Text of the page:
If faced with a deeply underwater mortgage, most economists and home owners in the United States agree they would not strategically default, according to dual surveys from Zillow.
Nearly three quarters, 71%, of economists surveyed in the June 2012 Zillow Home Price Expectations Survey said they would not strategically default, even if they owed on their mortgage at least 40% more than the current value of their home.
The survey, sponsored by leading real estate information marketplace Zillow and conducted by Pulsenomics, was compiled from 114 responses from a diverse group of economists, real estate experts and investment and market strategists. The main portion of the survey, which captures respondents' expectations concerning the future of home prices, was released last month.
In a separate Zillow survey conducted by Ipsos, 59% of home owners said they would not make the decision to strategically default if they were underwater on their home by more than 40%.
Nearly 75% of home owners in the US with an underwater mortgage are underwater by 40% or more, according to Zillow's first quarter Negative Equity Report.
‘We were initially surprised that so few economists would be willing to strategically default, since when you do the math, it can often be the best economic choice, if you leave aside moral and ethical considerations,’ said Zillow chief economist Stan Humphries.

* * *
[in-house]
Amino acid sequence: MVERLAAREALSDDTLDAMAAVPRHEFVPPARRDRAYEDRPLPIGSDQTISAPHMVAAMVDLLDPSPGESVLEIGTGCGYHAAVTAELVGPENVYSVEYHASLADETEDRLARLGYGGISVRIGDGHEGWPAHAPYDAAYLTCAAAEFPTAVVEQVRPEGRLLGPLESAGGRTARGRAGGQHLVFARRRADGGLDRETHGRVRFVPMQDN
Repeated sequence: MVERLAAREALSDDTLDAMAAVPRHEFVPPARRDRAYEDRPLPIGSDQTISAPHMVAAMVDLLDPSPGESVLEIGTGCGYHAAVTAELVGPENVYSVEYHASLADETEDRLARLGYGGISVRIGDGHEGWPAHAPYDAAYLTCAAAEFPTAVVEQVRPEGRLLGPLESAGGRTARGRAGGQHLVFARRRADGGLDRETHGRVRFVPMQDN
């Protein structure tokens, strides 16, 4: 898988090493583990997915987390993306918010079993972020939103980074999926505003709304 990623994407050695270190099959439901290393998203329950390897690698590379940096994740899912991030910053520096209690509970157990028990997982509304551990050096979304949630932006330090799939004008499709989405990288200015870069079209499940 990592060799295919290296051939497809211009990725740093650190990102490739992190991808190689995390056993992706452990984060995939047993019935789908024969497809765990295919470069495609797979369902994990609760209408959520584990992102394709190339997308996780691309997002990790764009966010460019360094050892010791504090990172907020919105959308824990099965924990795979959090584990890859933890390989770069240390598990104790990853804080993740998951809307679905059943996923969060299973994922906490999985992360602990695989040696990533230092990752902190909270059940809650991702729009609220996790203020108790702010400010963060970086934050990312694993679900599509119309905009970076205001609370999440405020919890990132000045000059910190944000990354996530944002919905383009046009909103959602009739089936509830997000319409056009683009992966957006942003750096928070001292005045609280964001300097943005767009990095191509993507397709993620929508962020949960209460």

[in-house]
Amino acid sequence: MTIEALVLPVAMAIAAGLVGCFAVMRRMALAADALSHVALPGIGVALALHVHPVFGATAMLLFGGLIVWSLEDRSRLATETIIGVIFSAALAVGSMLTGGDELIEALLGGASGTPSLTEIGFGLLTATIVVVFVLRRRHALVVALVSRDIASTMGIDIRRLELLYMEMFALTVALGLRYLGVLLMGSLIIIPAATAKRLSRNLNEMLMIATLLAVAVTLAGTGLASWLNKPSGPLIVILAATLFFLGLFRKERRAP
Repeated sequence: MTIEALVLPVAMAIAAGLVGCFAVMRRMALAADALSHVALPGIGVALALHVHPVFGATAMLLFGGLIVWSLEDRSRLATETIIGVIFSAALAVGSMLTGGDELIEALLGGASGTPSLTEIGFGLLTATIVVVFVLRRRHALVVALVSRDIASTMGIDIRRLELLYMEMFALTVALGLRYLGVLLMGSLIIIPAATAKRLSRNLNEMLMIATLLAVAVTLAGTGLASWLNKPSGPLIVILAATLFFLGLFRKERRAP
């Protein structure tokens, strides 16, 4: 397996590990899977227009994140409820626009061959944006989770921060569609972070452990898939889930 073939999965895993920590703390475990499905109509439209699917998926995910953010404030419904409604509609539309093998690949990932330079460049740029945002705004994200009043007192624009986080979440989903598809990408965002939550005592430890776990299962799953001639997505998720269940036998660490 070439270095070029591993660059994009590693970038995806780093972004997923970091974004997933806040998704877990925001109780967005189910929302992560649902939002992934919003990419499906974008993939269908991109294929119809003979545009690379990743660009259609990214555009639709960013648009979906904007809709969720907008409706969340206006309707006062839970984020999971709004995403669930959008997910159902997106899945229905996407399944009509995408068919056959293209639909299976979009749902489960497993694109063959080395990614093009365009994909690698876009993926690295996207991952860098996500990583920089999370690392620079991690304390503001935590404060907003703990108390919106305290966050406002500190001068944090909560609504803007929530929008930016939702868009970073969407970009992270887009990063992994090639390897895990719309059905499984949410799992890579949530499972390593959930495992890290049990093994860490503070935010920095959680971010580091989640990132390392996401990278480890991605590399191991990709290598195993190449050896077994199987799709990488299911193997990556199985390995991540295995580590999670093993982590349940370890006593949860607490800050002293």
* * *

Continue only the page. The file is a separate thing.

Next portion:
‘Of course, strategic default is not just a mathematical decision. The most common reason for avoiding strategic default cited by homeowners was that it is a moral issue. That likely comes into play with economists and analysts, as well,’ he added.
Some 37% of home owners who said they would not strategically default cited moral reasons, while 35% indicated it didn't make sense given that they intended to live in their current home for a long time.
The Zillow Home Price Expectation Survey additionally asked the same group of economists and housing analysts their stance on the adoption of government sponsored mortgage principal forgiveness initiatives for underwater borrowers. The survey found that 72% of respondents opposed any adoption of such programs, while 28% were in favour.
'These survey results suggest that economic and financial considerations are not the dominant drivers of behaviour for even deeply underwater borrowers,’ said Pulsenomics Founder Terry Loebs.
‘This underscores the challenges in valuing underwater mortgages and in determining the costs and benefits of principal forgiveness initiatives,’ he added.
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